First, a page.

Photographer Anouska Beckwith enjoys bohemian theme at her wedding
EDEN CONFIDENTIAL: Arty photographer Anouska Beckwith enjoys a bohemian theme at her wedding as she wears a flower crown while exchanging vows with breathwork therapist Luke McSwiney at a chapel in Bath
Having enjoyed an unconventional hen weekend visiting sacred wells in Cornwall and undertaking activities such as ‘mermaid baths’ and spiritual bridal blessings, arty photographer Anouska Beckwith continued the bohemian theme at her wedding.
The 36-year-old daughter of former ‘It-girl’ Tamara Beckwith wore a flower crown as she exchanged vows with breathwork therapist Luke McSwiney, 38, at a chapel in Bath, Somerset.
Here, she’s pictured with her maid of honour, Alice Howlett, right, a make-up artist whose clients include Spice Girl Mel B.
Luna, Anouska’s four-year-old daughter with Luke, was the ring bearer. Tamara, 53, has spoken fondly of being a grandmother, insisting on being referred to as a ‘Glam-ma’.
She has described the newlyweds as ‘very calm, very serene — whereas I’m always on the hoof’.
Arty photographer Anouska Beckwith (left) continued the bohemian theme at her wedding
Lefties love nothing more than depicting Britain as a hotbed of xenophobia, but Emily Maitlis suggests our EU neighbours are far less open to different cultures.
‘I’ve lived in France and I love it for, ‘This is what we do, as this is the way we do it’,’ the former Newsnight presenter says.
‘But, God forbid, if you break any rules, and, I think, Italy’s the same . . . if you try and open a Thai restaurant or any different culture, there’s actually quite a lot of push-back.’
She adds on Ruthie’s Table 4 podcast: ‘Britain has been much more accepting of other cultures, other fusions, and is just a bit more adventurous.’
Ellie makes her £700 bra the star at Cannes
Haven’t got a stitch to wear? Here’s one designer outfit you could make at home.
Ellie Bamber, who starred in the BBC’s hit adaptation of Les Miserables, stepped out at the Cannes Film Festival wearing a Miu Miu crochet-knit triangle bra whose price tag could present a knotty problem at £700. Her pleated Batavia skirt, by the same brand, was even more pricey, at £1,650.
The 26-year-old has been cast as Kate Moss in the forthcoming film Moss And Freud, about the supermodel’s friendship with painter Lucian Freud, who died in 2011 aged 88.
Moss, now 49, had mentioned Freud as being the person she most wanted to meet. This led him to ask her to be his muse.
She posed for him nude while heavily pregnant with daughter Lila in 2002. The portrait sold for £3.9 million at auction.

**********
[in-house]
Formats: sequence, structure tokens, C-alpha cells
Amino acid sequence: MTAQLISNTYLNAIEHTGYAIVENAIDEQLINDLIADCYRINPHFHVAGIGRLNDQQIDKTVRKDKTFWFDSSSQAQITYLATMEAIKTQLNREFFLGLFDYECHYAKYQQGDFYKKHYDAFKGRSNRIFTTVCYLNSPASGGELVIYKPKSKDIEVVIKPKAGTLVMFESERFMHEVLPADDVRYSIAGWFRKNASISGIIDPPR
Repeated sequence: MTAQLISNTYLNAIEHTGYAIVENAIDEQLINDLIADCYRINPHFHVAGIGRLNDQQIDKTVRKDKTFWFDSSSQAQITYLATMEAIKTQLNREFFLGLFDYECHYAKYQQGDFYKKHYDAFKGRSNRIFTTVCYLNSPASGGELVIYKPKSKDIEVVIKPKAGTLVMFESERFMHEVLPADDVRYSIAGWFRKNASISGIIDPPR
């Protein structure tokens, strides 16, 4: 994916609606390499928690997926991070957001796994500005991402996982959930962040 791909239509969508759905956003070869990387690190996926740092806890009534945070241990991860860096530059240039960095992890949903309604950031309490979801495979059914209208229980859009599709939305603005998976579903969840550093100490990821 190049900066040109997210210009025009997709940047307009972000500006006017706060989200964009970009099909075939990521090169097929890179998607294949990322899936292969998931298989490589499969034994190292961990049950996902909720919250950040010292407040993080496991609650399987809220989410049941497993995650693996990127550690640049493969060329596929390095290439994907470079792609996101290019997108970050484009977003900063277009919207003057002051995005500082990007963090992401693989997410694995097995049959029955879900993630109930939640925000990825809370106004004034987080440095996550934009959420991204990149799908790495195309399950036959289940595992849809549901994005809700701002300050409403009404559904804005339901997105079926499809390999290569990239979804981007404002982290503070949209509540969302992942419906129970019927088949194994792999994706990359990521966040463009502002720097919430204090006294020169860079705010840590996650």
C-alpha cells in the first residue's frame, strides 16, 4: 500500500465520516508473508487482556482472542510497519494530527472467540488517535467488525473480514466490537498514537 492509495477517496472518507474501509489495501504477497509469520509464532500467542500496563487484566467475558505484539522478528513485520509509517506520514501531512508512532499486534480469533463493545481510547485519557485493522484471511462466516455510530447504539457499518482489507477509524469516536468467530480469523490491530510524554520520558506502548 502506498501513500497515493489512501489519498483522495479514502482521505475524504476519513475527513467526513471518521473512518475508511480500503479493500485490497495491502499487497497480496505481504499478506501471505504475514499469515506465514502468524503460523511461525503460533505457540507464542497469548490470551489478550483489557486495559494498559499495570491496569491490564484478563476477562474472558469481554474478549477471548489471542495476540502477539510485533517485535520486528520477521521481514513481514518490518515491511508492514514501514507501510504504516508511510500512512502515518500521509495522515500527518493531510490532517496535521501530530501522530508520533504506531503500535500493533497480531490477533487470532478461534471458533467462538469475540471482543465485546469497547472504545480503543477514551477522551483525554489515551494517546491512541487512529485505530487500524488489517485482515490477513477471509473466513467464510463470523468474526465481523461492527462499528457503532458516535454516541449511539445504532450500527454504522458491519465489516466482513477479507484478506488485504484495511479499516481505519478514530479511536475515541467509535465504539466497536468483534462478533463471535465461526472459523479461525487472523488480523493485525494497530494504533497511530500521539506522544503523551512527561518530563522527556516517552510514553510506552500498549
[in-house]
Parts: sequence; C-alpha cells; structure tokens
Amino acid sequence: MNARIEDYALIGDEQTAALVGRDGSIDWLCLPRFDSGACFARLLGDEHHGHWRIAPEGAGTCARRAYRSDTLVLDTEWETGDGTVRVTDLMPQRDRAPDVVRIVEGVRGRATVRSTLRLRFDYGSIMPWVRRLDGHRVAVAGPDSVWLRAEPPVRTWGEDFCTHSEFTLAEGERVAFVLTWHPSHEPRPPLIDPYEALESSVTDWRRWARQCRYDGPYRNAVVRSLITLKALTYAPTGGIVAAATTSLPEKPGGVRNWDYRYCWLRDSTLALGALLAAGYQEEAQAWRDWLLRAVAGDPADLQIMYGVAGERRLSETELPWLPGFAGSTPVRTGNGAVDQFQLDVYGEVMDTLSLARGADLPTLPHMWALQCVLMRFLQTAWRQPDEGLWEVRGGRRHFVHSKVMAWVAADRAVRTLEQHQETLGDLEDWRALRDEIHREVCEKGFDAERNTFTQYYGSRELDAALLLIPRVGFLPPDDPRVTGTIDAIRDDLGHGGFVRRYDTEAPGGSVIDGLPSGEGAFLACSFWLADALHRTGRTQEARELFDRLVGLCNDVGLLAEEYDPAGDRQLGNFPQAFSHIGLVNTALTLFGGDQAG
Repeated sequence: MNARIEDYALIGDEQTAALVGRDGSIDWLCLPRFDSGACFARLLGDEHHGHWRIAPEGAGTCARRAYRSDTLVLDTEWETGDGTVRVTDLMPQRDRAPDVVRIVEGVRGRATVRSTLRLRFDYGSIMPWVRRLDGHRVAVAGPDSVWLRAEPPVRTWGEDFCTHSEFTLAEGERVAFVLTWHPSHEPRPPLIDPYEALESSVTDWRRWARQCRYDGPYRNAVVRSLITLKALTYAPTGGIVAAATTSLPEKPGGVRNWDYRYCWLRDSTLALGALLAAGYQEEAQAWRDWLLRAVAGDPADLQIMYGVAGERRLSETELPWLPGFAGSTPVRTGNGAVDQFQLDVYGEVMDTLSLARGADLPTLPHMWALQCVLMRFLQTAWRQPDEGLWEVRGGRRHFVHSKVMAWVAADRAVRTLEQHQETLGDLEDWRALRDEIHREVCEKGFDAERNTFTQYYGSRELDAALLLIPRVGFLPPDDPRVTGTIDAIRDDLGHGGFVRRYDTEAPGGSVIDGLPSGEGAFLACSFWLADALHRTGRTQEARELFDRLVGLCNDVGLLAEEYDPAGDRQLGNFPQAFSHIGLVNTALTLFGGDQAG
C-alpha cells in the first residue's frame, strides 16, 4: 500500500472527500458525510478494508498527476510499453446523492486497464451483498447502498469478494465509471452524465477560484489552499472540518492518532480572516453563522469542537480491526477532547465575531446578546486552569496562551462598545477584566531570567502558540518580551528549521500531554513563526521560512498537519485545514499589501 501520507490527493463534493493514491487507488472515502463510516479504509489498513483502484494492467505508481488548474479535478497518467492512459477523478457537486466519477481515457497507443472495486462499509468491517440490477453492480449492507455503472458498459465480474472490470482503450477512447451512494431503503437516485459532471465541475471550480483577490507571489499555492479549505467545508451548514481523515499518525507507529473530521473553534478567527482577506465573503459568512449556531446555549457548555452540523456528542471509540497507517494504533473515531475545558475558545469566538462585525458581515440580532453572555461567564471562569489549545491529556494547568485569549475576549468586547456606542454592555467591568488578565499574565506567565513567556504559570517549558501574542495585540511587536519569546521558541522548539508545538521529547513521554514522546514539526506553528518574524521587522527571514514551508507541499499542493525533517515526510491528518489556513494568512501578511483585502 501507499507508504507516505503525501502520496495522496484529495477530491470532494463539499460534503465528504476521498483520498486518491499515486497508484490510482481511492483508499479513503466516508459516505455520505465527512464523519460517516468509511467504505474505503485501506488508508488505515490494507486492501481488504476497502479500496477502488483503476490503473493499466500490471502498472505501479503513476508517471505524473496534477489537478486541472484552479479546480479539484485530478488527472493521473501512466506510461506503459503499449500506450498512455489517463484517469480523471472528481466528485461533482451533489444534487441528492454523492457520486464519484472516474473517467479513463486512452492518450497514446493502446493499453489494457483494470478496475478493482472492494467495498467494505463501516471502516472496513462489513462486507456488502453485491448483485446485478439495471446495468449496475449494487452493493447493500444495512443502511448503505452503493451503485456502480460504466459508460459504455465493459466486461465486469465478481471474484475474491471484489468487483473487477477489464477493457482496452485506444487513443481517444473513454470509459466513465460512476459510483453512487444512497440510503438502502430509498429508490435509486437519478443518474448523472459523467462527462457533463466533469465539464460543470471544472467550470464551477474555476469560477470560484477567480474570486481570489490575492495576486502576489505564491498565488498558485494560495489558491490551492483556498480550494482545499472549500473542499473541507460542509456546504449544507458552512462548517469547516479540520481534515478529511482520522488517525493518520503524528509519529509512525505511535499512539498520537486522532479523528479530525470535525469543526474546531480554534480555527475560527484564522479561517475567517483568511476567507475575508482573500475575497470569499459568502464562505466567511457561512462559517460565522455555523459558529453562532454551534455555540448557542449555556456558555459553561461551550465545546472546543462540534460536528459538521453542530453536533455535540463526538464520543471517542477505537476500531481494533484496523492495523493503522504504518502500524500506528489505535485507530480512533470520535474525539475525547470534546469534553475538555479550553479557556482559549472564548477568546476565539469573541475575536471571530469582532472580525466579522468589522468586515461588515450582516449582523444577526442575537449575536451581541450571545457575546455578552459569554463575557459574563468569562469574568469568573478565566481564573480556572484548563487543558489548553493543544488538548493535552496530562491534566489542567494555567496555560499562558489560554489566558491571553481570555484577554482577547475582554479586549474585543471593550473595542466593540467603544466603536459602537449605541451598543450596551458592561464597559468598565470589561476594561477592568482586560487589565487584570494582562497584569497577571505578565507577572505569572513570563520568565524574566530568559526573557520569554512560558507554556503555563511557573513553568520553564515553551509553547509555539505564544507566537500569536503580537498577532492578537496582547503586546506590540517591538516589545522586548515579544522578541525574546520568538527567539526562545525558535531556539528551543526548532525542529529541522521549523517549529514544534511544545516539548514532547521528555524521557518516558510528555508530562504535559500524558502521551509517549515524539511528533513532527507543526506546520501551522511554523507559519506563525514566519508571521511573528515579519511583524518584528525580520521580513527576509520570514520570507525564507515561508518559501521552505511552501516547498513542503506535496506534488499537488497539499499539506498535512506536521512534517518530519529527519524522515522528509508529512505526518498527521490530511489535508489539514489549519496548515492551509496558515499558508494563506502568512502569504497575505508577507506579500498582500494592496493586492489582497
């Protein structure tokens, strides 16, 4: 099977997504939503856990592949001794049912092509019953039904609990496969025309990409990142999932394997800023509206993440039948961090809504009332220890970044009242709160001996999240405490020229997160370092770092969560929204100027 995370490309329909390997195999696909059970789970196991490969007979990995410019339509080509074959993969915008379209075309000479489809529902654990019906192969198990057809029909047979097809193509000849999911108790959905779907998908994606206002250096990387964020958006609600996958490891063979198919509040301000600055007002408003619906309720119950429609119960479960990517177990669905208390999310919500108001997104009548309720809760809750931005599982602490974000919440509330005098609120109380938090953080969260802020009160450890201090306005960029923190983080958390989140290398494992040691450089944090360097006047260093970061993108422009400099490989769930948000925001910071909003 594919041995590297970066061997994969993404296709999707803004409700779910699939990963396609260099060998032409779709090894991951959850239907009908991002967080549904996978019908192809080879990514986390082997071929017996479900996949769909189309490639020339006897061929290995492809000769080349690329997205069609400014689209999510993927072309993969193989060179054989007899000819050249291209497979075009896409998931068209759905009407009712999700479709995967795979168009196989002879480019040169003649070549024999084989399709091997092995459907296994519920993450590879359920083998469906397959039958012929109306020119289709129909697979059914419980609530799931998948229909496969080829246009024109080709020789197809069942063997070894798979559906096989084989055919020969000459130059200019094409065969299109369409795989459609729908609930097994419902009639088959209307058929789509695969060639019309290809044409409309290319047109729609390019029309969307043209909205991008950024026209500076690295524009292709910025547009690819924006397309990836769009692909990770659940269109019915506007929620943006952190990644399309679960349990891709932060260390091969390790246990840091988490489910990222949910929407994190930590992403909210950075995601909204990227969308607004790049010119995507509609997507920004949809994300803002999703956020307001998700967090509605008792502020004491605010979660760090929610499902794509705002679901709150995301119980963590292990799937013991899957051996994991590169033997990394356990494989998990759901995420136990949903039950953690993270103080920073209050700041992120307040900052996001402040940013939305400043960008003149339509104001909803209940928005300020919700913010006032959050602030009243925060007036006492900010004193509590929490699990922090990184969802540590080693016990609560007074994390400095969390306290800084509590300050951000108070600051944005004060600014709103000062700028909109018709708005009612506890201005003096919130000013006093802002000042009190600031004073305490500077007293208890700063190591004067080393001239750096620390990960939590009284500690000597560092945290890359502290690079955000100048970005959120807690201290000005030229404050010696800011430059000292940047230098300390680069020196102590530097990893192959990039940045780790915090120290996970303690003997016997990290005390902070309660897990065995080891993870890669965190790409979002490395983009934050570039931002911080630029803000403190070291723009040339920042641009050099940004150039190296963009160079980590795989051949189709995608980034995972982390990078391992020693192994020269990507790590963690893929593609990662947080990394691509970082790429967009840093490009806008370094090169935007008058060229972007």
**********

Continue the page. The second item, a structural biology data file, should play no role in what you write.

Ellie Bamber, who starred in the BBC’s hit adaptation of Les Miserables, stepped out at the Cannes Film Festival wearing a Miu Miu crochet-knit triangle bra whose price tag could present a knotty problem at £700
Fay Ripley is taking desperate measures in her quest to become a grandmother.
‘I am so broody, and all the time,’ admits the Cold Feet star, 57. ‘My daughter is actually now 20, and it’s not right, but I’m encouraging an early pregnancy. I’m actively hiding contraception.’
The actress, pictured with Parker, gave birth to her daughter at the age of 36 and adds: ‘I was an old mum in the first place. I can’t hang about. I understand it’s your life but what about mine?
‘And my 16-year-old son . . . you know, again, I’ll give it another year and then I’ll start going in there as well, saying, ‘Come on, what you got for me?”
Fay Ripley (right) is taking desperate measures in her quest to become a grandmother
Will Jacobi’s Bard TV show cause a tempest?
King Charles used to argue with his father every Christmas over whether William Shakespeare actually wrote his plays.
Prince Philip was a so-called anti-Stratfordian, a group who believe Shakespeare’s canon was written by others.
The group includes Sir Derek Jacobi, the celebrated actor who, I can reveal, has signed up to a TV series that will question the authenticity of the playwright’s work.
A source on the newly announced series, The Rosy Cross: The Rebels Who Wrote Shakespeare, tells me at the Cannes Raindance Filmmakers’ party: ‘Derek has signed up to join the production and we’re discussing what role he’ll be playing. Who knows, he might even play the Bard himself.’ To be or not to be the Bard . . .
It’s a highlight of the BBC’s arts coverage, but the Bafta awards are one big bore to newsreader Huw Edwards.
Giving the annual Philip Geddes Memorial Lecture, on the subject of ‘What’s the point of the BBC’ at Oxford’s Natural History Museum, Edwards described the Baftas as ‘a prolonged three hours of medieval torture’.
The Welshman, 61, was less forthcoming when he touched on the problems he apparently endured during the rehearsals for the Coronation. ‘That’s one for when I’ve left the BBC,’ he teases.
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